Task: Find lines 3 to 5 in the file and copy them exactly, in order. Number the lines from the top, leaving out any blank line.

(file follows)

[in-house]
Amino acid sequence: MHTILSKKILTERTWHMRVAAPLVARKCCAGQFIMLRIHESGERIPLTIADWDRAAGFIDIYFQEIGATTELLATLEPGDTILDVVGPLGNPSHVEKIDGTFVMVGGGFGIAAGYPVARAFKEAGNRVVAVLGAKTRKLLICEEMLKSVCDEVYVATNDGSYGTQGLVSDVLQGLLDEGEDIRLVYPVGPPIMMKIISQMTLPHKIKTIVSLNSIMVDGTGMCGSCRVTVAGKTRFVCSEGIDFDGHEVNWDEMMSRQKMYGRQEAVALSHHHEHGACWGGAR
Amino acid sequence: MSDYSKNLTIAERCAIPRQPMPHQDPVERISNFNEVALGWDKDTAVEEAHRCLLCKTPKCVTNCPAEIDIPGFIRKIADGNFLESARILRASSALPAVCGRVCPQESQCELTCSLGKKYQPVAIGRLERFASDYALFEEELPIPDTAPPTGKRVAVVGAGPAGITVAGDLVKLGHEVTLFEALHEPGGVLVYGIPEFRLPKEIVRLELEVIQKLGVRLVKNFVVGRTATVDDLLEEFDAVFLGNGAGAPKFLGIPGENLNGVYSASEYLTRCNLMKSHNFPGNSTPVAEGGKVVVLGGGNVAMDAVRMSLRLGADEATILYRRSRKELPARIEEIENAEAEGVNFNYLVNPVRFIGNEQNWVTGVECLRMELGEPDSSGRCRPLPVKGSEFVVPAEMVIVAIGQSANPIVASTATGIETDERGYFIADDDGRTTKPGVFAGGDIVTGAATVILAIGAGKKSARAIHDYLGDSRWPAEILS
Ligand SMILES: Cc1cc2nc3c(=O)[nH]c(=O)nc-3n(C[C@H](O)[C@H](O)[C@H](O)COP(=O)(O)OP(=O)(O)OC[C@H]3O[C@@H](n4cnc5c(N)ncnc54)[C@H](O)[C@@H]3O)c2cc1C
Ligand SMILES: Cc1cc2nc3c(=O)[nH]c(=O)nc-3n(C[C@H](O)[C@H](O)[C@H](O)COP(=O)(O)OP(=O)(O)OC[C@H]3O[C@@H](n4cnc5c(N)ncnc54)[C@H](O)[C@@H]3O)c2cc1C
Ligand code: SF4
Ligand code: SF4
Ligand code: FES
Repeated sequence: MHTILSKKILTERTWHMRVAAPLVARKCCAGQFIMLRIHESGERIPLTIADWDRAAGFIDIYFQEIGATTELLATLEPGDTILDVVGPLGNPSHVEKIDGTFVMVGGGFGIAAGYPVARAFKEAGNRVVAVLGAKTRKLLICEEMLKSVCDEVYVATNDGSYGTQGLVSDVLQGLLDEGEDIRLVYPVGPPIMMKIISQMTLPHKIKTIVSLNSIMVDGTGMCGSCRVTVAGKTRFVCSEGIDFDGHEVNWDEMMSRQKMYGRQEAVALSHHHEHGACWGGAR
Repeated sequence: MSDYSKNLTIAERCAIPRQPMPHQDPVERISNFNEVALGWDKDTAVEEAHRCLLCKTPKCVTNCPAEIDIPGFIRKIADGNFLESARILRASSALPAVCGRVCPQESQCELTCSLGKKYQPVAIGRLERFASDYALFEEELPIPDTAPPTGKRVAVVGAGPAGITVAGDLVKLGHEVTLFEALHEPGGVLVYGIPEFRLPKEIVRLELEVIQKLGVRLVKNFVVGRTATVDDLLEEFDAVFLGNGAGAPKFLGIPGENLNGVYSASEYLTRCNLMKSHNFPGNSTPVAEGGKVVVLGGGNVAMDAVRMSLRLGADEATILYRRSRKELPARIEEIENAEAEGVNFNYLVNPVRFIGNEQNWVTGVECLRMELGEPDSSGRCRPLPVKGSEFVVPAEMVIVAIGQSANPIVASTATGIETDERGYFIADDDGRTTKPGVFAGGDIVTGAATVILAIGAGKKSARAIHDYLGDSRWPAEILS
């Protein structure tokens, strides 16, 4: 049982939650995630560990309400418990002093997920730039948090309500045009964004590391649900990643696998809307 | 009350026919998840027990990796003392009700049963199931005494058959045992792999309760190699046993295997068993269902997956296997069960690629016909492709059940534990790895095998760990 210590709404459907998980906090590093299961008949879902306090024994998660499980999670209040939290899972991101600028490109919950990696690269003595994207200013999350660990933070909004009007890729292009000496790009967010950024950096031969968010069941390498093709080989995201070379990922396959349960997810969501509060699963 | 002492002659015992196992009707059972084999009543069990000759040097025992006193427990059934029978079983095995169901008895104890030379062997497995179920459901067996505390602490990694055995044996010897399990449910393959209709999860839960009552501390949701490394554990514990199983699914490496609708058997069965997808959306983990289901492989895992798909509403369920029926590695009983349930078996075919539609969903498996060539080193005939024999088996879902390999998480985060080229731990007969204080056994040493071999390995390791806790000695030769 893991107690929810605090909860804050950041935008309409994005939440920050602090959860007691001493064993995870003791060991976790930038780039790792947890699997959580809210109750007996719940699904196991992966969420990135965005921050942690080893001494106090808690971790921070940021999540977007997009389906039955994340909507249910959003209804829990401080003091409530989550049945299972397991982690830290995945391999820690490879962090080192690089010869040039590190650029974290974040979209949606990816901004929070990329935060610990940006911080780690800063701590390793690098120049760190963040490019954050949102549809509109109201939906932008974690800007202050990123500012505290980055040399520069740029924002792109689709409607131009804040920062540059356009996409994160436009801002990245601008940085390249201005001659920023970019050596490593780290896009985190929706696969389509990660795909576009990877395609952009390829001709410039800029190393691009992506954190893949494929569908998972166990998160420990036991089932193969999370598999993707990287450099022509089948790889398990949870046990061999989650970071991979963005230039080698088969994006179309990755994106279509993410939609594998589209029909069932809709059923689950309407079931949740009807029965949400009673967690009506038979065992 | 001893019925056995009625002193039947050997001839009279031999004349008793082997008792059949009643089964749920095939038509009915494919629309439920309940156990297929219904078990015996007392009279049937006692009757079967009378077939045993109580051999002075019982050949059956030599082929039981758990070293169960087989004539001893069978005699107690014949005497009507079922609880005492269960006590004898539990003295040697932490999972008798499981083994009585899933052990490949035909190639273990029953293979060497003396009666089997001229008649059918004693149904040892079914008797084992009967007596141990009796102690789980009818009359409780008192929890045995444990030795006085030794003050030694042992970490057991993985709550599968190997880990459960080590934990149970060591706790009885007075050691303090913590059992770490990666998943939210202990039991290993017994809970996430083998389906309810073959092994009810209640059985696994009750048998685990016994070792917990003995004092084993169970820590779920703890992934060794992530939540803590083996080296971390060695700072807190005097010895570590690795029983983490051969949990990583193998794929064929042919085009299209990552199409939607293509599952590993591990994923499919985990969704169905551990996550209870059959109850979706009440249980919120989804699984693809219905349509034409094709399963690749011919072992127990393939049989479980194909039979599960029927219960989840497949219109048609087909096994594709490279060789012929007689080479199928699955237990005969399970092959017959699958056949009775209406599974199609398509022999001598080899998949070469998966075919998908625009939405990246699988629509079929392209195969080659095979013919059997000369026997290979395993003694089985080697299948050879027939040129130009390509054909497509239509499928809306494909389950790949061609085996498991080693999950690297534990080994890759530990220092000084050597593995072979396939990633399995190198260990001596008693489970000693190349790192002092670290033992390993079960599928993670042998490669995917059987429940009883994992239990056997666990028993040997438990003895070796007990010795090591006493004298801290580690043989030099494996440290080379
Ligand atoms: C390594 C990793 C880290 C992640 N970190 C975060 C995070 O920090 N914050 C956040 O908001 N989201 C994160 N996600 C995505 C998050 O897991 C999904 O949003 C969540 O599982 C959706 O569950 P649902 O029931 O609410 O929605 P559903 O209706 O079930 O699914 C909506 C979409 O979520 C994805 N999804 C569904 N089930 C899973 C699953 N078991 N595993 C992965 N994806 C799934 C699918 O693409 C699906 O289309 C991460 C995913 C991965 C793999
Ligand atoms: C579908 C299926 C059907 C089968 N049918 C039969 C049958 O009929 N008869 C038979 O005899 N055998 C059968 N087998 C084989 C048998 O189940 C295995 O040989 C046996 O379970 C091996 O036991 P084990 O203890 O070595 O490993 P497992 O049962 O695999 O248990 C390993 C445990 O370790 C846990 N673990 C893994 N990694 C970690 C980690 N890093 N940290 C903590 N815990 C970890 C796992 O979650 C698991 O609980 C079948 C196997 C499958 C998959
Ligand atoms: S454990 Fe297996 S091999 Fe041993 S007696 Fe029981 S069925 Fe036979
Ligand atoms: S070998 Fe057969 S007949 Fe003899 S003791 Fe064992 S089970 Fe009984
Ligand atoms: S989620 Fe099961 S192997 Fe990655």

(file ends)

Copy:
Amino acid sequence: MSDYSKNLTIAERCAIPRQPMPHQDPVERISNFNEVALGWDKDTAVEEAHRCLLCKTPKCVTNCPAEIDIPGFIRKIADGNFLESARILRASSALPAVCGRVCPQESQCELTCSLGKKYQPVAIGRLERFASDYALFEEELPIPDTAPPTGKRVAVVGAGPAGITVAGDLVKLGHEVTLFEALHEPGGVLVYGIPEFRLPKEIVRLELEVIQKLGVRLVKNFVVGRTATVDDLLEEFDAVFLGNGAGAPKFLGIPGENLNGVYSASEYLTRCNLMKSHNFPGNSTPVAEGGKVVVLGGGNVAMDAVRMSLRLGADEATILYRRSRKELPARIEEIENAEAEGVNFNYLVNPVRFIGNEQNWVTGVECLRMELGEPDSSGRCRPLPVKGSEFVVPAEMVIVAIGQSANPIVASTATGIETDERGYFIADDDGRTTKPGVFAGGDIVTGAATVILAIGAGKKSARAIHDYLGDSRWPAEILS
Ligand SMILES: Cc1cc2nc3c(=O)[nH]c(=O)nc-3n(C[C@H](O)[C@H](O)[C@H](O)COP(=O)(O)OP(=O)(O)OC[C@H]3O[C@@H](n4cnc5c(N)ncnc54)[C@H](O)[C@@H]3O)c2cc1C
Ligand SMILES: Cc1cc2nc3c(=O)[nH]c(=O)nc-3n(C[C@H](O)[C@H](O)[C@H](O)COP(=O)(O)OP(=O)(O)OC[C@H]3O[C@@H](n4cnc5c(N)ncnc54)[C@H](O)[C@@H]3O)c2cc1C